meetings took place in the area and it was agreed that Nyahotsi should be
evicted from the area. As we are speaking, her property has been destroyed
by rain since she was evicted during the rain season."
Although Zanu PF Manicaland province acting chairperson Shadreck Chipanga
said he was unaware of the incident, he quickly pointed out that Nyahotsi's
case might be peddled by people out to tarnish the image of the ruling
party.
"I am not aware of such an incident and for your own information there are
people who want to tarnish the ruling party's image for their selfish gains.
However, we will take the matter seriously and I will send people to the
area because Zanu PF is not associated with such deeds," he said.
Since their eviction in February, the Nyahotsi family settled at a bushy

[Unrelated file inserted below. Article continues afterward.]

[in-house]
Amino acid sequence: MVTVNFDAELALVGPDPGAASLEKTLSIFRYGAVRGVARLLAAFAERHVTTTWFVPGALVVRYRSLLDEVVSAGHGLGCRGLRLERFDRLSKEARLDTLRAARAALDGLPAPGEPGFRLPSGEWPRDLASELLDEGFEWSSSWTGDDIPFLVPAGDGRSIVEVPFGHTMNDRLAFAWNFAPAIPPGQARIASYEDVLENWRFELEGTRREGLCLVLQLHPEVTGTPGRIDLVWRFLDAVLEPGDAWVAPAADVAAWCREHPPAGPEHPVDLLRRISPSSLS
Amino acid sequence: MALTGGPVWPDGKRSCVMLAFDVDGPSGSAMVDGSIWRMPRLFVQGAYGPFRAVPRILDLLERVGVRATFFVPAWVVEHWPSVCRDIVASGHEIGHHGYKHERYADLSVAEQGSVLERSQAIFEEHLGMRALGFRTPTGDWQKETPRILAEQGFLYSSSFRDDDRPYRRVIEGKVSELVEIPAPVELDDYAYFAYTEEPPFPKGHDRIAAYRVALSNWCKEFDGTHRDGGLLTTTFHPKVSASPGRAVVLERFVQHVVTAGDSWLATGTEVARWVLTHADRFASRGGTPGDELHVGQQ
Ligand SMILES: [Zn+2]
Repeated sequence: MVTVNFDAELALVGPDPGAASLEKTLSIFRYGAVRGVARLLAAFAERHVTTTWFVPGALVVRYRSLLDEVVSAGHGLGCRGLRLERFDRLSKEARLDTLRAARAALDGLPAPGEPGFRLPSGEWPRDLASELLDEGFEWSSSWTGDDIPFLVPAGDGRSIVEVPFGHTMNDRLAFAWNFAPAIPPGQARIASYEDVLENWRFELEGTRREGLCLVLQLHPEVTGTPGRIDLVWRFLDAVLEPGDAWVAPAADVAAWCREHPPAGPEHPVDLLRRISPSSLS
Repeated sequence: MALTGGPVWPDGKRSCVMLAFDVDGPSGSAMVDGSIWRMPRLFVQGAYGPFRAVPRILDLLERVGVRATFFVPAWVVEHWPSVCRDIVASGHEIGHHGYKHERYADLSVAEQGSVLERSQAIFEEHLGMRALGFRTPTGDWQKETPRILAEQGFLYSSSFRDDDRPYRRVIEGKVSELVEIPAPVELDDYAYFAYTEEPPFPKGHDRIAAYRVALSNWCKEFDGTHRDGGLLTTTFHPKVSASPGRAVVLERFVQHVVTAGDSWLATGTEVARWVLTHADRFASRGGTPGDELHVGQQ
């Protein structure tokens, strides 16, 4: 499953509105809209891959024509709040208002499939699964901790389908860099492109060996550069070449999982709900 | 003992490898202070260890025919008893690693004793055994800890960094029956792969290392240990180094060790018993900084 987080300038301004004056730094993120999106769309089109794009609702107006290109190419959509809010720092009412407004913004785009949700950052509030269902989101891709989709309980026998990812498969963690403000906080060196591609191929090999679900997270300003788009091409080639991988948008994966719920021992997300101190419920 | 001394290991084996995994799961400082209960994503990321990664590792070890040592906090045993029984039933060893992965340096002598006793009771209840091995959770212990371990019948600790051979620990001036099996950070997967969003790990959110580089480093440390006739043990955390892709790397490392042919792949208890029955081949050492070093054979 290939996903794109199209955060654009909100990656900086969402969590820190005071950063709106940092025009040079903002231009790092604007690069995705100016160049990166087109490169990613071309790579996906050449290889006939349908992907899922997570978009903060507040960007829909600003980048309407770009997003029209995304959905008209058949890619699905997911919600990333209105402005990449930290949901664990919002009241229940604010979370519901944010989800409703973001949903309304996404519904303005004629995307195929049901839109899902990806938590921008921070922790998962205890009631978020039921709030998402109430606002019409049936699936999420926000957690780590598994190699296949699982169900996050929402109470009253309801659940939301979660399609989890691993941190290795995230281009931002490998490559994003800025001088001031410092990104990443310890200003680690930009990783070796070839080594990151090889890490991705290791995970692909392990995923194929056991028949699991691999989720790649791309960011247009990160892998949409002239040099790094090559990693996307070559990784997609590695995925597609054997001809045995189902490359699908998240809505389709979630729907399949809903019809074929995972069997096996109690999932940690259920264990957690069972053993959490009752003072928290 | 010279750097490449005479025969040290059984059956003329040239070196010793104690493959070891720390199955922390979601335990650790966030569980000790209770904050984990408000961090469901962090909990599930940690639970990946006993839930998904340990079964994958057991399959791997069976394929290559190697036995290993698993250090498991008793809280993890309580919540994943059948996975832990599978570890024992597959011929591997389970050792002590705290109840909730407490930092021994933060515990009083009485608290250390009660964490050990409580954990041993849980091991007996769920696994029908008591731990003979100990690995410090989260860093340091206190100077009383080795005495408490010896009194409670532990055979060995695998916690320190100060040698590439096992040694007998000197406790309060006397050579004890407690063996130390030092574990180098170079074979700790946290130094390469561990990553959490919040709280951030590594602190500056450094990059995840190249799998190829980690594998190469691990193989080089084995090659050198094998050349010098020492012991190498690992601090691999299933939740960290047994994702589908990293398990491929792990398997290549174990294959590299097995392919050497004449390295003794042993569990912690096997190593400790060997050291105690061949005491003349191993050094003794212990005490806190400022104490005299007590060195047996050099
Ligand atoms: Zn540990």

area in Mangosho farm near London Stores before Masaiti found them
accommodation in Mutare.
The former MP, who played the role of a philanthropist, declined to give the
exact place where the family now resided citing security concerns.
Masaiti said the ruling party was now on a "retribution exercise to root
out" suspected MDC supporters.
"We found accommodation for the family somewhere in Mutare, but I can't give
you the location because of her safety. It's a fact that the ruling party is
intimidating our supporters and punishing them out for voting for the
opposition," she said.
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Daily Mirror, Zimbabwe

US ready to assist Zimbabwe with food

The Daily Mirror Reporter
issue date :2005-May-25

The United States' Ambassador to Zimbabwe Christopher Dell has said his